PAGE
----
I don't know whether any other GPS unit handles any of these functions.Updated
Sorry, one paragraph was garbled. It should read:
-It would also be nice to be able to enter more than one destination with one via point. However, I have figured out that I can save multiple destinations as favorites and then just select the next one when I arrive at a destination.
Pros reliability, size, display, memory
Cons difficult to configure, slow navigation commands
Summary I just spent 30 minutes performing a task that should have taken 5 seconds. In order to renew my traffic subscription, I had to go my car to connect the device to the receive get a 10 digit code (there are 3 different 10 digit codes that are called the UNIT ID). I had to do this 3 times before I got the right one. Then I could enter the code into the website to pay for my subscription. Once I did that I had to go back out to my car and enter a very long code which turned out to take forever because the code includes letters and numbers and you have to switch keyboard modes several times to type. Once I got the code entered, the device told me it was an invalid code. It will not take several days, since I cannot contact customer service until Monday. CUSOTMER SERVICE IS ONLY AVAILABLE 8-5 M-F!!!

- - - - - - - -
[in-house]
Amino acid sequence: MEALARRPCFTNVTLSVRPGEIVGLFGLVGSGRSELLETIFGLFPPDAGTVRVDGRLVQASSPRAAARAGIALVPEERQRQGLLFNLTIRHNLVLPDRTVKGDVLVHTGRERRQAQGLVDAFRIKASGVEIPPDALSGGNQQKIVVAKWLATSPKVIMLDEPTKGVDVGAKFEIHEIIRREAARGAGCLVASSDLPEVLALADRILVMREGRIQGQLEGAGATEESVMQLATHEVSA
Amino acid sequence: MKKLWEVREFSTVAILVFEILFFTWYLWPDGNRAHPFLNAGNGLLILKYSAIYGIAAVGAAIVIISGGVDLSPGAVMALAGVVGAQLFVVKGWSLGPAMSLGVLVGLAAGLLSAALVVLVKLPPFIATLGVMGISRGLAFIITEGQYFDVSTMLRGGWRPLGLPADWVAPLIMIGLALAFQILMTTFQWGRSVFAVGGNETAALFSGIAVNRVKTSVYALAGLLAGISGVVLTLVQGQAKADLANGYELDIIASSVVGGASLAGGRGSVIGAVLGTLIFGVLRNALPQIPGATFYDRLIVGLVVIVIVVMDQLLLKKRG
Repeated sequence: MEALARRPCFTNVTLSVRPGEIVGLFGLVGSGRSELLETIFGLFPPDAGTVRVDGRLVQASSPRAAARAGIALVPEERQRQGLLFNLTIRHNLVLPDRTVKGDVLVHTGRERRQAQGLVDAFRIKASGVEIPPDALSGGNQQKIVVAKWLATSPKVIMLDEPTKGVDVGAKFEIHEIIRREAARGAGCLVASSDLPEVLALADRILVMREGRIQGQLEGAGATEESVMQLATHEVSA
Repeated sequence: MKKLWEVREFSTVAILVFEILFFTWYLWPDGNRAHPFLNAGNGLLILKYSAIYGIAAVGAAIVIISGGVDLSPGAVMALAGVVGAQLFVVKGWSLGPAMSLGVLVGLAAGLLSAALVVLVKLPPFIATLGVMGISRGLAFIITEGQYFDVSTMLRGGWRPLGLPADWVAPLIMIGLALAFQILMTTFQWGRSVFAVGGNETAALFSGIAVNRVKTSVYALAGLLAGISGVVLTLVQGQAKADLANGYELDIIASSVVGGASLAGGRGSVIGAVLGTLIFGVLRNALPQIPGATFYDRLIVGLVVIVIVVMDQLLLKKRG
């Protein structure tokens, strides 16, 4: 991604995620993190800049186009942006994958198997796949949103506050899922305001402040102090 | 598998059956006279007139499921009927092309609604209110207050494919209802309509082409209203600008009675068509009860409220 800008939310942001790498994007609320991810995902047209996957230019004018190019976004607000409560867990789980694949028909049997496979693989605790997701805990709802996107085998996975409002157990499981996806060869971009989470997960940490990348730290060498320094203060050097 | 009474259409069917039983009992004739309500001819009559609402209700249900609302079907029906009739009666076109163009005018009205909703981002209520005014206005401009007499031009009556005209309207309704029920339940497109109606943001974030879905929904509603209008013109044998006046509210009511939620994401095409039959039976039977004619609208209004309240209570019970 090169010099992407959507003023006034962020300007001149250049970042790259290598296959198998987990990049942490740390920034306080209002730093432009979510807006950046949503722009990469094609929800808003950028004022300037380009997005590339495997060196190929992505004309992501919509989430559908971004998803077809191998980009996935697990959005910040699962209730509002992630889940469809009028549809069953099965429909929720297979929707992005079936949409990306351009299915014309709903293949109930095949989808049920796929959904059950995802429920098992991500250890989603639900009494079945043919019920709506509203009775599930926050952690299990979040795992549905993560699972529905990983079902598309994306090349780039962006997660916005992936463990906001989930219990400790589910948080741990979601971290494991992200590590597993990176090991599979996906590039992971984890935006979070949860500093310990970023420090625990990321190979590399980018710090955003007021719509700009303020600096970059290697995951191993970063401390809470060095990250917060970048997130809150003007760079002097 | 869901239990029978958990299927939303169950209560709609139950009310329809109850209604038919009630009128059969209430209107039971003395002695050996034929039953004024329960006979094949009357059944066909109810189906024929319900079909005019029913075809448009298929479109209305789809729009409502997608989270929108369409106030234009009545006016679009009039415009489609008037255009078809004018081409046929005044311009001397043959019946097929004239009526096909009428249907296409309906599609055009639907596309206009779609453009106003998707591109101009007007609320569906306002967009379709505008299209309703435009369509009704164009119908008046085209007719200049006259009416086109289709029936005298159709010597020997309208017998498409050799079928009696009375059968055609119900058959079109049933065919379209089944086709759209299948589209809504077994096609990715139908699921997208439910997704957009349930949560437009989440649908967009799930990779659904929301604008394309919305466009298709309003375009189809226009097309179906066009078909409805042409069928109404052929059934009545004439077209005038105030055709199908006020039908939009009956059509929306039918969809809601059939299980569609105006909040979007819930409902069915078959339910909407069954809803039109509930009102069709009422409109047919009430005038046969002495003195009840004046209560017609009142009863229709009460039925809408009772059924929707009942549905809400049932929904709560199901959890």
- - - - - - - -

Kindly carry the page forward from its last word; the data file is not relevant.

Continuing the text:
Even more infuriating is that I alreay subscribe to XM radio. Since I already have an XM receiver in the car, you'd think I'd be able to get the XMNav service without having to pay for another XM receiver, but this device cannot communicate with the other...
Furthermore, the maps are slightly outdated and there have not been any updates since April 2006, this is May 2007!! Many of the roads in my area have changed completely in the last year. It gets many of the exits wrong, thus defeating the purpose of the system for me. Also, it is too slow and does not give me enough notice before exits or turns in heavy traffic. I've often passed an exit when it tells me to take the exit. I have all of he currently available software updates for the device.
I will never use some of the the other features such as bluetooth (since I carpool, I do not want to talk on my cell phone through this device). I will also not use the photos, audiobooks, or music capabilities of the device. These seem to be the only difference between this device and smaller less expensive models. If you don't have a use for these things, you are just as well off buying a device for $300 rather than $600+ for this one.
I'm happy with the normal day to day use,but I'm not happy with the keyboard layout or the configuration options which tend to be counterintuitive and difficult to manage.
Pros Large screen, ease of storage and bright screen.
Cons Can't learn your driving preference, Doesn't always take the best route.